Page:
By Jeffrey Klineman
Between the kids, the apparent dearth of babysitters in the Northeast, and the overwhelming cattle drive that is the BevNET empire, it’s rare that I have anything resembling a social life. Nevertheless, I’ve recently had a few social encounters with people known as “friends and family” and they have been informative. First, I’ve come to realize that, yes, I am as interpersonally awkward as I think I am. Second, speaking with them about drinks has led me to once again understand that I spend a lot of time with my head exploring the edge of an industry that can take a lot of time to spread into the mainstream.
Taken alone, these visits are basically anecdotes (well, they are more than that as they are encounters with other human beings that occur somewhere that is not a trade show floor). But looked at together as a series of events over a roughly month-long period, they appear to offer clues to where things may be going with regard to, yes, the entrepreneurial beverage business.
Example one: a dude from San Francisco arrives with wife and child in tow for a barbecue. When he asks me what the hottest drink is on the market right now (I get this question a lot), I give my standard response: cheap vodka.
When pressed, I say that coconut water is growing quickly as a category.
“You’re the third person who has mentioned coconut water to me since I got to the East Coast,” he says.
Example two: for another barbecue, a friend arrives with two 4-packs of Izze. It’s new to her, and she loves it. We have nine other sparkling juices in the downstairs fridge, but the Izze does seem to hold its ground.
Example three: at a California wedding studded with Hollywood folks (I would name-drop, but your lack of jealousy would be disheartening) there’s a toast in which a bridesmaid to the super-macrobiotic bride talks about her friends heading out for “cold frosty beverages.” By that, they mean ‘Kombucha.’ Most of the groom’s family, which is from Chicago, believes that Kombucha is a fashionable Los Angeles bar. Still, they are enjoying the Fat Tires a great deal.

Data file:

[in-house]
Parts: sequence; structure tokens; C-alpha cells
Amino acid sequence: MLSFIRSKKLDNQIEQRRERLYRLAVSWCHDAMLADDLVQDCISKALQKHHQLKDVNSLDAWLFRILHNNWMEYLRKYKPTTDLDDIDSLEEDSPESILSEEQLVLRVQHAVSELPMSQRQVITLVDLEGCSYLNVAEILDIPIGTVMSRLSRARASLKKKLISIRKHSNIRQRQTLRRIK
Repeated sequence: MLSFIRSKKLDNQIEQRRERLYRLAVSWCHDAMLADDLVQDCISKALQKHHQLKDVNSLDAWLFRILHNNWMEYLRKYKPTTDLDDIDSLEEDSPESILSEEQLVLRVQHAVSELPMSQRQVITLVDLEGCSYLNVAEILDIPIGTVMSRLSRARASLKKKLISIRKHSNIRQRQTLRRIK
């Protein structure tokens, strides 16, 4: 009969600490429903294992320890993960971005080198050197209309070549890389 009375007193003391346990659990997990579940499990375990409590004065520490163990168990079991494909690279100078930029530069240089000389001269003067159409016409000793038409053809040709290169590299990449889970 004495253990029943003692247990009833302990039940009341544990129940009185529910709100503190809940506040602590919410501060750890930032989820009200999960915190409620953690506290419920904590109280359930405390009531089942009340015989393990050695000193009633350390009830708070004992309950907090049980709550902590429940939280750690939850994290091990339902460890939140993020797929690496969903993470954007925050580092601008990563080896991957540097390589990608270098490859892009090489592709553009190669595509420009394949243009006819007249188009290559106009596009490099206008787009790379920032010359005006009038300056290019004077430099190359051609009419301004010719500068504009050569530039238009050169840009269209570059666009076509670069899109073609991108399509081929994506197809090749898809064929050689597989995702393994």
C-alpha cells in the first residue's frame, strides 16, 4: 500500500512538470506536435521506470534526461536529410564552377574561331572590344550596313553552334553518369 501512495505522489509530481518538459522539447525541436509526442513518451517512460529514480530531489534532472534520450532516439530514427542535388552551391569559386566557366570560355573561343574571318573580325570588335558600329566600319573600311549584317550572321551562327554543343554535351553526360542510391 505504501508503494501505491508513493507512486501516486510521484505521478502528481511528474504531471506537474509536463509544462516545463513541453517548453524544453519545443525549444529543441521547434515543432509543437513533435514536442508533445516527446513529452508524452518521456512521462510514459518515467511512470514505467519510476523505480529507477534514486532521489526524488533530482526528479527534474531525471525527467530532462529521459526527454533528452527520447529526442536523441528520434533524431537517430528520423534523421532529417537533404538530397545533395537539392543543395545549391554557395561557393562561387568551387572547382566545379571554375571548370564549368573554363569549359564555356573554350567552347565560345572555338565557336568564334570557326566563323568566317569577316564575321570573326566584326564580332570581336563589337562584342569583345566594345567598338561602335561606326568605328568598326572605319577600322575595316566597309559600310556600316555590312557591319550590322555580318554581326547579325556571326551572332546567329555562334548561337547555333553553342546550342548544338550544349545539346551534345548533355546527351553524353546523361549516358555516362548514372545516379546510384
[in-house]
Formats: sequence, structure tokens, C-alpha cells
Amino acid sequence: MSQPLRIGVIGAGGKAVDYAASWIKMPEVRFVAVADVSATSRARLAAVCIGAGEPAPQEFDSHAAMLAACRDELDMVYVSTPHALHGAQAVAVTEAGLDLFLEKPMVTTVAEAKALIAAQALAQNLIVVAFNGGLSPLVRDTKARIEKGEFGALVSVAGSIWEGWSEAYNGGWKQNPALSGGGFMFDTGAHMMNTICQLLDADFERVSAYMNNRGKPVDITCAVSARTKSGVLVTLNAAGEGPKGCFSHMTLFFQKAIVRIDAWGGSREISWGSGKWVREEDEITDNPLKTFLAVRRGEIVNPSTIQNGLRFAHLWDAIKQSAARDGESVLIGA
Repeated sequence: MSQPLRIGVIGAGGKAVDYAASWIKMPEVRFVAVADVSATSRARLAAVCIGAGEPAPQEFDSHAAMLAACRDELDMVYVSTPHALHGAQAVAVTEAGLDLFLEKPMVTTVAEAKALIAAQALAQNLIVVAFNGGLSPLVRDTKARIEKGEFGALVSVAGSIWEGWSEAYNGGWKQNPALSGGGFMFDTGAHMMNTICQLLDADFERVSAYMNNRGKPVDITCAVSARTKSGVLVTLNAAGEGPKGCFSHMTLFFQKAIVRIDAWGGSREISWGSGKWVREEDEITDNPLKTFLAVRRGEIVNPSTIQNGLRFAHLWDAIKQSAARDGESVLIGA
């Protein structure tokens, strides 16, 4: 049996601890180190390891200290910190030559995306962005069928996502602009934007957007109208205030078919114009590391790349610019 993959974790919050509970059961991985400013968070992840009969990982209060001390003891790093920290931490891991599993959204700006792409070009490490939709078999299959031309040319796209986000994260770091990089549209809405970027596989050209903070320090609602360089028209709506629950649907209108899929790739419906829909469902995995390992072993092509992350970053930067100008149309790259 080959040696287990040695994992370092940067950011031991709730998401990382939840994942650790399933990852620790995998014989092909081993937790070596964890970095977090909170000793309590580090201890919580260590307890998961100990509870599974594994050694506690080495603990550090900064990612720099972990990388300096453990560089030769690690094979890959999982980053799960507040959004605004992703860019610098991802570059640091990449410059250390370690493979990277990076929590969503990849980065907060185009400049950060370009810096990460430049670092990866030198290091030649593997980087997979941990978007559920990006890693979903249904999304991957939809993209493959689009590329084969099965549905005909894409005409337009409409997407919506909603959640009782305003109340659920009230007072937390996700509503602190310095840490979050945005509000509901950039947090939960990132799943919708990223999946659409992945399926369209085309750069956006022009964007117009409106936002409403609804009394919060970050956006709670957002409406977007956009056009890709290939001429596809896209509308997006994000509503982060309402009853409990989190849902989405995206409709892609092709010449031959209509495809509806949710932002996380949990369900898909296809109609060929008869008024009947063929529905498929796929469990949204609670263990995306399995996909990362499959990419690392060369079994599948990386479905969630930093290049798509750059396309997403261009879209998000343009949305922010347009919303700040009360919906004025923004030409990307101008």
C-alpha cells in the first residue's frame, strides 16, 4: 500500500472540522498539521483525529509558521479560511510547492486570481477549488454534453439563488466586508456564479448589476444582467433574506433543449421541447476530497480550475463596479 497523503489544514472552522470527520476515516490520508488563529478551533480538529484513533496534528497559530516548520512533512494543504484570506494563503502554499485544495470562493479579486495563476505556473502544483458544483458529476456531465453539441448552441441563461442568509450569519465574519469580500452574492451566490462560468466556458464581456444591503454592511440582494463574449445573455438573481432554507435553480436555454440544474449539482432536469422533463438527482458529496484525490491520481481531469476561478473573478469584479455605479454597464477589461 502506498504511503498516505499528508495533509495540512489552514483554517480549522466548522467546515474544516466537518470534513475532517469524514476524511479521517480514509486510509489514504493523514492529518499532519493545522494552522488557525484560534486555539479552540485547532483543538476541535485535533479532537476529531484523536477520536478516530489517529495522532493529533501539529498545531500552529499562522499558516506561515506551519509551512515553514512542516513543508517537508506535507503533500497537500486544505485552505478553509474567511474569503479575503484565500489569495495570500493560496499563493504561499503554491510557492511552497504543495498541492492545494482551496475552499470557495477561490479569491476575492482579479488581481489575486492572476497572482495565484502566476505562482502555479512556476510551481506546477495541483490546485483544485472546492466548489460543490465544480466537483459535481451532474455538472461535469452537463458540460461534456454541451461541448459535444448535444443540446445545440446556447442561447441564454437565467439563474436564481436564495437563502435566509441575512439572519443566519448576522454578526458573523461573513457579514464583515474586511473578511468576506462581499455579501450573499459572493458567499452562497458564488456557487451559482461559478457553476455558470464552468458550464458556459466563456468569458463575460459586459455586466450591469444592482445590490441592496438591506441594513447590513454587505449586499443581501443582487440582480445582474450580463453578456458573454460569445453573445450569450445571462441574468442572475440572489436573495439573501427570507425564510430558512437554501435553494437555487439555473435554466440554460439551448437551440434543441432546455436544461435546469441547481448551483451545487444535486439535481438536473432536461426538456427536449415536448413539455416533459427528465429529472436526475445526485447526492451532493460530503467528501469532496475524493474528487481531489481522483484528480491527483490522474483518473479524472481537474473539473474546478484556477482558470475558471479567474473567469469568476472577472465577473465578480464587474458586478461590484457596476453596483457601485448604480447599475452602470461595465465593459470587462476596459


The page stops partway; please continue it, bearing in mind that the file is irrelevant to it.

Example four: out for pizza with a friend, we both wait for a fresh keg of microbrew to go on tap before we order another round. I’d blame him for the beer snobbery, but I was the one who suggested we wait.
Example five: over brunch, I search the house – in vain – for orange juice, only to come across a daily nutritional shot made with mango and caja fruit. It goes great with champagne, creating the world’s most antioxidant-rich mimosa.
Example six: my sister still pronounces it with the hard “c” – “akai.”
Example seven: traipsing around Disneyland, I am thrilled to discover that I could buy a Monster energy drink in the Magic Kingdom. I would do so, except I’m already holding three 5-Hour Energy bottles that I got – for free – on the flight over. Also, I notice that entire families are wearing Monster-themed outfits.
What all of these little anecdotes mean, I think, is that there are plenty of niches being dug across the country for evolving categories, but they are still shallow, they aren’t trenches. There’s plenty of room to make your mark, and there is an audience waiting for your drink, even if they can’t pronounce it. Also, most of my encounters with other people seem to center around the home, and eating. To which I add, stop over anytime. Like I said, not much of a social life.